Across the world, ecosystems are for sale. ‘Green grabbing’ – the appropriation of land and resources for environmental ends – is an emerging process of deep and growing significance. A vigorous debate on ‘land grabbing’ already highlights instances where ‘green’ credentials are called upon to justify appropriations of land for food or fuel. Yet in other cases, environmental green agendas are the core drivers and goals of grabs. Green grabs may be drivn by biodiversity conservation, biocarbon sequestration, biofuels, ecosystem services or ecotourism, for example. In some cases theyse agendas involve the wholesale alienation of land, and in others the restructuring of rules and authority in the access, use and management of resources that may have profoundly alienating effects.
Green grabbing builds on well-known histories of colonial and neo-colonial resource alienation in the name of the environment. Yet it involves novel forms of valuation, commodification and markets for pieces and aspects of nature, and an extraordinary new range of actors and alliances. This book draws together seventeen original cases from African, Asian and Latin American settings to ask: To what extent and in what ways do ‘green grabs’ constitute new forms of appropriation of nature? What political and discursive dynamics underpin ‘green grabs’? How and when do appropriations on the ground emerge out of circulations of green capital? What are the implications for ecologies, landscapes and livelihoods? Who is gaining and who is losing? How are agrarian social relations, rights and authority being restructured, and in whose interests?
This book was published as a special issue of the Journal of Peasant Studies.
Table of Contents
1. Green Grabbing: A New Appropriation of Nature? 2. Enclosing the Global Gommons: The Convention on Biological Diversity and Green Grabbing 3. Green Grabs and Biochar: Revaluing African Soils and Farming in the New Carbon Economy 4. Green Multiculturalism: Articulations of Ethnic and Environmental Politics in a Colombian ‘Black Community’ 5. Conservation, Green/Blue Grabbing and Accumulation by Dispossession in Tanzania 6. Green Pretexts: Ecotourism, Neoliberal Conservation and Land Grabbing in Tayrona National Natural Park, Colombia 7. Tourism and the Politics of the Global Land Grab in Tanzania: Markets, Appropriation and Recognition 8. Marginal Lands: The Role of Remote Sensing in Constructing Landscapes for Agrofuel Development 9. Green Grabbing at the ‘Pharm’ Gate: Rosy Periwinkle Production in Southern Madagascar 10. Inverting the Impacts: Mining, Conservation and Sustainability Claims near the Rio Tinto/QMM Ilmenite Mine in Fort Dauphin, Southeast Madagascar 11. Taming the Jungle, Saving the Maya Forest: Sedimented Counterinsurgency Practices in Contemporary Guatemalan Conservation 12. Wild Property and its Boundaries: on Wildlife Policy and Rural Implications in South Africa 13. Trajectories of Land Acquisition and Enclosure: Development Schemes, Virtual Land Grabs, and Green Acquisitions in Indonesia’s Outer Islands 14. The Potential Perils of Forest Carbon Contracts for Developing Countries: Cases from Africa 15. Ordenamento Territorial: Neo-developmentalism and the Struggle for Territory in the Lower Brazilian Amazon 16. Why Green Grabs Don’t Work in Papua New Guinea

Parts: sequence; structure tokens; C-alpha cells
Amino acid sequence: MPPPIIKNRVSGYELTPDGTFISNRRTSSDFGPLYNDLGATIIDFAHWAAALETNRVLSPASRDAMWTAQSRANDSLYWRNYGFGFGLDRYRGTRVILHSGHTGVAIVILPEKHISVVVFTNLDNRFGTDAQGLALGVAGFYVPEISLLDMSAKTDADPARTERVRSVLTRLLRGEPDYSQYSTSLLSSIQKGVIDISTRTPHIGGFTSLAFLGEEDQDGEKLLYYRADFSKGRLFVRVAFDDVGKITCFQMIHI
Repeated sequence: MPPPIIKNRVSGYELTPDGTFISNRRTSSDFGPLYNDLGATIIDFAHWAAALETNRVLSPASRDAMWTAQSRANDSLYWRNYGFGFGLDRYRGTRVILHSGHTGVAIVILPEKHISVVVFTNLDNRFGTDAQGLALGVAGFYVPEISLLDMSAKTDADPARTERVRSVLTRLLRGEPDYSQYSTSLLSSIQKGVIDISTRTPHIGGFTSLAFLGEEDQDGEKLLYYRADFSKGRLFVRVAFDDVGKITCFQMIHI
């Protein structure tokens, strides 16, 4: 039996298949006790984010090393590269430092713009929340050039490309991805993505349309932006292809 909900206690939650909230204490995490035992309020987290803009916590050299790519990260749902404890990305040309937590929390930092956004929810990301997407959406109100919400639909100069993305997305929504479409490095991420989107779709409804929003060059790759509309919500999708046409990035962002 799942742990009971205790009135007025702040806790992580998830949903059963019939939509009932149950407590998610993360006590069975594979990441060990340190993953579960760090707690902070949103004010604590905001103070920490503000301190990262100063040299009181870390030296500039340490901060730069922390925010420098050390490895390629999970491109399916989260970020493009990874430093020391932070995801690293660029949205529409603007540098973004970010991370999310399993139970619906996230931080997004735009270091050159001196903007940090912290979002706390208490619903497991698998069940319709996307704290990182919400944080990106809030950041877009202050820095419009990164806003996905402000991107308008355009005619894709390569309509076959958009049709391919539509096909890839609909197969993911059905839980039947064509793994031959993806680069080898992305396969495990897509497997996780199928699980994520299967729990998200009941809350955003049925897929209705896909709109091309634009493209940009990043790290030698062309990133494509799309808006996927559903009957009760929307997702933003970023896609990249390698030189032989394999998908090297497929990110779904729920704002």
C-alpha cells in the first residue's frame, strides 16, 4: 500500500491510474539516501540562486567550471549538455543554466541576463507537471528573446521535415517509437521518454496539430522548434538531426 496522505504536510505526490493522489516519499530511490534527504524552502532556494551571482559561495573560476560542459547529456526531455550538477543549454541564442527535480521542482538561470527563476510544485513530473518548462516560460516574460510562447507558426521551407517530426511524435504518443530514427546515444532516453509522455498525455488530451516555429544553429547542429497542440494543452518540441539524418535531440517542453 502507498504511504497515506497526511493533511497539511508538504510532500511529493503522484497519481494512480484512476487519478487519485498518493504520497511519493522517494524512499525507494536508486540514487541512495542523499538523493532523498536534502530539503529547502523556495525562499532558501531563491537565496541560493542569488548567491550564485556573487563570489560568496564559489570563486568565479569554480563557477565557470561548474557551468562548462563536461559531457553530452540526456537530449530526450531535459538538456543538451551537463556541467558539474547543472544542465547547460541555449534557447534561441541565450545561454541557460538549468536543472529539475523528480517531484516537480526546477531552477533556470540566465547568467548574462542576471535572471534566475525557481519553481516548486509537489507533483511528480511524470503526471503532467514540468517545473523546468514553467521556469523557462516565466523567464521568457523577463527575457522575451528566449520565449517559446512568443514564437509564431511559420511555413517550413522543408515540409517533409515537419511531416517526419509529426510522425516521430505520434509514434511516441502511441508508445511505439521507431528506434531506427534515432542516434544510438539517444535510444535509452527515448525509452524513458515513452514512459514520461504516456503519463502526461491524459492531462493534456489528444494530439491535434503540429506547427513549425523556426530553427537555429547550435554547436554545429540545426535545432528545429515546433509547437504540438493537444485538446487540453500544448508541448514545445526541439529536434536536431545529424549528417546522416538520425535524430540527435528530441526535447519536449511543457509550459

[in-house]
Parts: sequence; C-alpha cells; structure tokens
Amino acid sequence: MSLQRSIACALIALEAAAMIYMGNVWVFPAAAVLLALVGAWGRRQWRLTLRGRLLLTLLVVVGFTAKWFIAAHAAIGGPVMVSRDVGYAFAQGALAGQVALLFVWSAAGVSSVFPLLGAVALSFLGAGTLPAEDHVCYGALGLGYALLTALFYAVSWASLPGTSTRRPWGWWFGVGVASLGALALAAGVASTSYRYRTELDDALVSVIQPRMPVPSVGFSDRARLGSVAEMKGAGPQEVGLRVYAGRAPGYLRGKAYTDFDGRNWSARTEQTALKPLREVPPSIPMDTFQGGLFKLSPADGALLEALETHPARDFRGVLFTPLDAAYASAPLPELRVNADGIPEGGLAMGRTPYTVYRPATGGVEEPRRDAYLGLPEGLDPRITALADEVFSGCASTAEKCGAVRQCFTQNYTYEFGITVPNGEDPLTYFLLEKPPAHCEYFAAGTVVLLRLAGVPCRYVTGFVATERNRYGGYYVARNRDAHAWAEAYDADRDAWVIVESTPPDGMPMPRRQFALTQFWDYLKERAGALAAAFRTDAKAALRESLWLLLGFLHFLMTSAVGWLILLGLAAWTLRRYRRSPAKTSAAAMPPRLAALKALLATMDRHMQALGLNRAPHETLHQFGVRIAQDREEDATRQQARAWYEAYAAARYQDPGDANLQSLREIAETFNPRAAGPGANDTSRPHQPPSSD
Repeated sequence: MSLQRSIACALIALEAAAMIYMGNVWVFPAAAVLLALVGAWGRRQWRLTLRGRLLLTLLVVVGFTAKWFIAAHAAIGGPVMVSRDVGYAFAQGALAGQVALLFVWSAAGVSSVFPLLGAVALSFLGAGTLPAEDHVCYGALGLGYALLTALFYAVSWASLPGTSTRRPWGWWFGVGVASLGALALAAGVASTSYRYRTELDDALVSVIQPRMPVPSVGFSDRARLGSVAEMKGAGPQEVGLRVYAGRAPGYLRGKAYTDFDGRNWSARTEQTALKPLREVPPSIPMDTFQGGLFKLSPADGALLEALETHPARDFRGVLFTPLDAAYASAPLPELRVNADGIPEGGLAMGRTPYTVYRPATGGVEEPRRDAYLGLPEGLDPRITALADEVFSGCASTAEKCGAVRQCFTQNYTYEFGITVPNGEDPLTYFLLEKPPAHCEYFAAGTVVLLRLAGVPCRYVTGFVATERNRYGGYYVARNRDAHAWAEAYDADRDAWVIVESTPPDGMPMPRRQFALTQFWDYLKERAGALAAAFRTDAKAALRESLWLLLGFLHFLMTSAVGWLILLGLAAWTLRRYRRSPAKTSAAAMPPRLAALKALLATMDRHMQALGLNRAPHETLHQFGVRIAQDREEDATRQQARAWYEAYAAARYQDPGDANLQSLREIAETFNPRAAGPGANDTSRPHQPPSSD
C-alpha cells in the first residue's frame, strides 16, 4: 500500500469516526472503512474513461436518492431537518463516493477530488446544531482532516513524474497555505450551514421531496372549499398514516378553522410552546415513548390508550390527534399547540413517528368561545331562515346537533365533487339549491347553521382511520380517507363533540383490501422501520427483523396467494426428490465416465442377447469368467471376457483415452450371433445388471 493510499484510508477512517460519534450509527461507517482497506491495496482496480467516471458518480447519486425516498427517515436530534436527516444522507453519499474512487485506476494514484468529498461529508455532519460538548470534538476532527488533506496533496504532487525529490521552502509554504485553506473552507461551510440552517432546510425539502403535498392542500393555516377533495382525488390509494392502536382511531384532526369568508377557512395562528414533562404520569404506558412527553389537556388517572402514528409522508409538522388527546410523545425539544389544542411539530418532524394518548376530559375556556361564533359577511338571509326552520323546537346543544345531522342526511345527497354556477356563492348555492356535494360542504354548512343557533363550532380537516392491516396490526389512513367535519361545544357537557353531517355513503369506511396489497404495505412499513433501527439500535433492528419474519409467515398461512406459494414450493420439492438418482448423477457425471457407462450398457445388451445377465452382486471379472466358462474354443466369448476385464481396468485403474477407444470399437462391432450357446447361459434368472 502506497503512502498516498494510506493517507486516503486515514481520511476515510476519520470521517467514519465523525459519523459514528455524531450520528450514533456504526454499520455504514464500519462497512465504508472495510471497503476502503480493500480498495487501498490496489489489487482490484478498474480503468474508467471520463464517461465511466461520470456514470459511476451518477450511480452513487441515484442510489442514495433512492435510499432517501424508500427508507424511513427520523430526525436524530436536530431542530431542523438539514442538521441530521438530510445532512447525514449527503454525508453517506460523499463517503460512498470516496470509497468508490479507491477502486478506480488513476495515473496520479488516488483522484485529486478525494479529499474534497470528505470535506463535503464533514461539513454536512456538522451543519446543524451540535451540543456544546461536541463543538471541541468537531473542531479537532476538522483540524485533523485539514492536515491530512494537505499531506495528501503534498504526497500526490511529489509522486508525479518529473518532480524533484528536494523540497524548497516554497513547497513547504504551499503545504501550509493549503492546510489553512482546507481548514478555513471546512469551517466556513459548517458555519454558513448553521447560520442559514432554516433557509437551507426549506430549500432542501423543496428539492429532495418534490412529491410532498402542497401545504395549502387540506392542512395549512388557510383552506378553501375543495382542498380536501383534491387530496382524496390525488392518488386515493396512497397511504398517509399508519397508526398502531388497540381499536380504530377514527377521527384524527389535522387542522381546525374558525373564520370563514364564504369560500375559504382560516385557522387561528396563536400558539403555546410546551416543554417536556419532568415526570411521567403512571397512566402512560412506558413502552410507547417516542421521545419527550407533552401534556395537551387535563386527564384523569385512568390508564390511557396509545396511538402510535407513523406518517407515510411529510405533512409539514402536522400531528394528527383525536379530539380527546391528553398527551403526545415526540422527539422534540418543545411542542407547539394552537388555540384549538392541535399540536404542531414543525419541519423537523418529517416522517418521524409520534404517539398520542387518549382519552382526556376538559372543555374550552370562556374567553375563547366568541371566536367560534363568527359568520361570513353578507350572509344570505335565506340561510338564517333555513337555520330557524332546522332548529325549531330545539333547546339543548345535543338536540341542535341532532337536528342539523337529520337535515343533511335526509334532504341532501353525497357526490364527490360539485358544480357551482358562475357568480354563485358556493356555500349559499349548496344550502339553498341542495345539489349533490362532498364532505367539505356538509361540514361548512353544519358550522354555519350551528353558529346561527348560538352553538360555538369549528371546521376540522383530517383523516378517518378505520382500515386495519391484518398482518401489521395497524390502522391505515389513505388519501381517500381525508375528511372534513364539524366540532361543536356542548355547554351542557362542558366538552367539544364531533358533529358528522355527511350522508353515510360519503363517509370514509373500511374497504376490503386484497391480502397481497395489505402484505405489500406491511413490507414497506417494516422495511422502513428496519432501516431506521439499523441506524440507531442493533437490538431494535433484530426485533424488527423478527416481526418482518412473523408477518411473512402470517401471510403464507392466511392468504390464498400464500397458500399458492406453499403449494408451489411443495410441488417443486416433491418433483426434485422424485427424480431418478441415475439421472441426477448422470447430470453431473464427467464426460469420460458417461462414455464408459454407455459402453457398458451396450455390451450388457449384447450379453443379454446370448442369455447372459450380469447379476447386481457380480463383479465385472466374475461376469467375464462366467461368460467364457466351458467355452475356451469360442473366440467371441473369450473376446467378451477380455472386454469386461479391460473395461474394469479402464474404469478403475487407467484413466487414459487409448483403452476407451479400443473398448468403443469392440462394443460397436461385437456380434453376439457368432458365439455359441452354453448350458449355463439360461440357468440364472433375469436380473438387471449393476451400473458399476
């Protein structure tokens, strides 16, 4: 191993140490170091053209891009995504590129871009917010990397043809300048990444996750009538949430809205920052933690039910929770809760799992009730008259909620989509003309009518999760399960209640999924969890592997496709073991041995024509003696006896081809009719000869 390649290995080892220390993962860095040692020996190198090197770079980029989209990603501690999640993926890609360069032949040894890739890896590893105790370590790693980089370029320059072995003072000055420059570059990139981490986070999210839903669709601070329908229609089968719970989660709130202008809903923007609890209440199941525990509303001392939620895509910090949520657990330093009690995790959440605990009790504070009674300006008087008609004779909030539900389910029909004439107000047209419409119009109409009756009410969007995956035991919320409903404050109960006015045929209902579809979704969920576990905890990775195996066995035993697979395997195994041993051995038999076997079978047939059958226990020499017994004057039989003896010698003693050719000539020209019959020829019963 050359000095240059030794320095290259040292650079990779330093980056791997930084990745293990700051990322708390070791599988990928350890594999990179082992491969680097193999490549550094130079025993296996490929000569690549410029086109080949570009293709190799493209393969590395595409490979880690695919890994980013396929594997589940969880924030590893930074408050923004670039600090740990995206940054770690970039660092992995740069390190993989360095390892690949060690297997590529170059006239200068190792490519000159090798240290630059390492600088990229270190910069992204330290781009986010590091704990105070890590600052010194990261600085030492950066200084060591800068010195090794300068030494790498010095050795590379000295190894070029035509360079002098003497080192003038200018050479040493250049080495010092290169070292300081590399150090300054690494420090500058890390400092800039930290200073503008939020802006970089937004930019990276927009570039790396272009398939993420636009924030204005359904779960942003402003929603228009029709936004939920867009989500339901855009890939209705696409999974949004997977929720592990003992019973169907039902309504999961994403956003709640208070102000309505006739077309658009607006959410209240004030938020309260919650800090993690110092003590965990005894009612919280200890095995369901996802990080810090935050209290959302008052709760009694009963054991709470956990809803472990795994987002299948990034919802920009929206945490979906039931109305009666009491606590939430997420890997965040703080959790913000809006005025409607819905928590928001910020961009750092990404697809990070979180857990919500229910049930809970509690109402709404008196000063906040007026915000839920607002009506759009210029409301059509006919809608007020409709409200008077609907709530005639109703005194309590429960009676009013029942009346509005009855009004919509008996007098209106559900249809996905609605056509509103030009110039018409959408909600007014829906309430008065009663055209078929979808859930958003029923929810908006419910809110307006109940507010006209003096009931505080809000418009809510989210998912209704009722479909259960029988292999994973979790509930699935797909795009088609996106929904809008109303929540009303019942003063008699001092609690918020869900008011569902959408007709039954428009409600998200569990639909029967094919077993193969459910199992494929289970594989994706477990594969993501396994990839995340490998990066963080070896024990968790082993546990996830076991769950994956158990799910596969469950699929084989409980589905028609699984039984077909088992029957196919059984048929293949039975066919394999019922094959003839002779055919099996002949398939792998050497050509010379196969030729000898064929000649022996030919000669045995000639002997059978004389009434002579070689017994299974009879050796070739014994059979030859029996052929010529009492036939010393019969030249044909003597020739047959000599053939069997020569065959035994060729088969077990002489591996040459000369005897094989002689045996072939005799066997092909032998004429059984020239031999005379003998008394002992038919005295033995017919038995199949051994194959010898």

James Fairhead is Chair in Social Anthropology at the University of Sussex and also chairs the Association of Social Anthropologists of the UK and Commonwealth.
Melissa Leach is a Professorial Fellow at the Institute of Development Studies, University of Sussex and Director of the ESRC STEPS (Social, Technological and Environmental Pathways to Sustainability) Centre.
Ian Scoones is a Professorial Fellow at the Institute of Development Studies, University of Sussex and co-directs the ESRC STEPS (Social, Technological and Environmental Pathways to Sustainability) Centre.